Charlotte Rae, who starred as Mrs. Garrett on ‘The Facts of Life,’ dies at 92

(JTA)—Actress Charlotte Rae, who won acclaim playing the housemother Edna Garrett on the sitcom “The Facts of Life,” has died. She was 92.

Rae, who was nominated for Emmy and Tony awards, died Sunday at her home in Los Angeles. She was diagnosed last year with bone cancer; she had survived pancreatic cancer.

Rae first appeared as Mrs. Garrett in a recurring role as a housekeeper on the popular sitcom “Diff’rent Strokes,” and then for seven years on its spinoff, “The Facts of Life,” beginning in 1979. Her Emmy nomination was for the show.

Her career also featured appearances on more than 50 television shows.

Rae worked in theater before her TV career took off, garnering two Tony nominations— in 1966 as best featured actress in a musical in “Pickwick,” and in 1969 for best actress in a play for “Morning, Noon and Night.”

Her last role in a feature film was alongside Meryl Streep in the 2015 movie “Rikki and the Flash.” She also appeared in films such as Woody Allen’s “Bananas” in 1971, “Hair” in 1979 and the Adam Sandler comedy “You Don’t Mess with the Zohan” in 2008.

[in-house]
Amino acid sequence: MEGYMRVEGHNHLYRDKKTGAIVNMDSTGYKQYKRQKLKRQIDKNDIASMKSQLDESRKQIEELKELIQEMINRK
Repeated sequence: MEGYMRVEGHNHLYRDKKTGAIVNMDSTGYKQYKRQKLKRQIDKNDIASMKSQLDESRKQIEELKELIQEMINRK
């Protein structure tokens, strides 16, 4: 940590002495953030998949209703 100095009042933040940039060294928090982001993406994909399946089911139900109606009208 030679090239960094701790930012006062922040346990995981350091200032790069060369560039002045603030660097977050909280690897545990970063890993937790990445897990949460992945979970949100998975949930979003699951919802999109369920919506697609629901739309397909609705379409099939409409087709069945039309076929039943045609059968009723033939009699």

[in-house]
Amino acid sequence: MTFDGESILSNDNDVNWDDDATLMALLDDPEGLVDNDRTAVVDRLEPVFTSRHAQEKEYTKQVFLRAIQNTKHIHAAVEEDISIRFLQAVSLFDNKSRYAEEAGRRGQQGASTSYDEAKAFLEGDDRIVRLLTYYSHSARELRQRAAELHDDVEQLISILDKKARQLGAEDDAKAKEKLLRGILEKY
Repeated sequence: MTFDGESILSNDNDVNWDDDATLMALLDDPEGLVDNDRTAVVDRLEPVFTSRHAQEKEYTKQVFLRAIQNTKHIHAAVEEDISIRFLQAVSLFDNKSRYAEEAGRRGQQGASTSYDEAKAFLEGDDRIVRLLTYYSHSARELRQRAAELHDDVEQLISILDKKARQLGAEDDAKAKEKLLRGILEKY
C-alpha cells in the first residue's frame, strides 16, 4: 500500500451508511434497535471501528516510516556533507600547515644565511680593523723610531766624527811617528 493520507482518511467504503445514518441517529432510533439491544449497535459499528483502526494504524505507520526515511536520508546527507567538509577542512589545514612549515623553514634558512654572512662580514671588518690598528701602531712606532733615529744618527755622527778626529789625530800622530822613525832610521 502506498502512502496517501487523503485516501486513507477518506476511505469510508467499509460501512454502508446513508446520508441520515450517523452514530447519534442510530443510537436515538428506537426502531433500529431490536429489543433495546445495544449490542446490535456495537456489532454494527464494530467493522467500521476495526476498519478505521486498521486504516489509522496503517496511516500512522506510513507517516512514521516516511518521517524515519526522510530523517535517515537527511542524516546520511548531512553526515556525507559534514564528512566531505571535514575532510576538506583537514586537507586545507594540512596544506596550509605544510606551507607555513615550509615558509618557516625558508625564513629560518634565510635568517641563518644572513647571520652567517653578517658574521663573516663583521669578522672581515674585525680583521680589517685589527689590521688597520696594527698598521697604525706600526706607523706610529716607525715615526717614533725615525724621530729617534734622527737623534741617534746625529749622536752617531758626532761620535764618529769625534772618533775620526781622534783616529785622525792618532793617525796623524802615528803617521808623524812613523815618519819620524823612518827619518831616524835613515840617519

Rae was born Charlotte Rae Lubotsky in Milwaukee, Wisconsin, to Russian Jewish immigrants. Her mother, Esther, was a childhood friend of the future Israeli prime minister Golda Meir, also a Milwaukee native. Rae reportedly dropped her Jewish-sounding surname on the advice of an unnamed radio personality.

She released her autobiography, “The Facts of My Life,” in 2015, co-written by her son Larry Strauss.

Rae was married for 25 years to composer John Strauss, but divorced in 1976 when he came out as bisexual. Her son Andrew, who was diagnosed with autism, died in his mid-40s of a heart attack in 1999.

She is survived by her son, Larry; three grandchildren; and a sister, Miriam Guten.